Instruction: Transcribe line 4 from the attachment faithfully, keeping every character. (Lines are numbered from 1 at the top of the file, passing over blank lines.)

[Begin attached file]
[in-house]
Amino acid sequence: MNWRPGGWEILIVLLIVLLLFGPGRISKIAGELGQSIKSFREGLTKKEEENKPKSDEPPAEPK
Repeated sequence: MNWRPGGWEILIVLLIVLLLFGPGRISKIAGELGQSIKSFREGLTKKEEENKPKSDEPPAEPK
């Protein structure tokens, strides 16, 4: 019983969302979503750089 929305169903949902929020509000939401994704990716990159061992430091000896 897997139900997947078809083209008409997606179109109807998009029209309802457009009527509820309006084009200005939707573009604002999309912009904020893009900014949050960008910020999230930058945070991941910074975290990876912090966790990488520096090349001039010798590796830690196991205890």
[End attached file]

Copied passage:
């Protein structure tokens, strides 16, 4: 019983969302979503750089 929305169903949902929020509000939401994704990716990159061992430091000896 897997139900997947078809083209008409997606179109109807998009029209309802457009009527509820309006084009200005939707573009604002999309912009904020893009900014949050960008910020999230930058945070991941910074975290990876912090966790990488520096090349001039010798590796830690196991205890």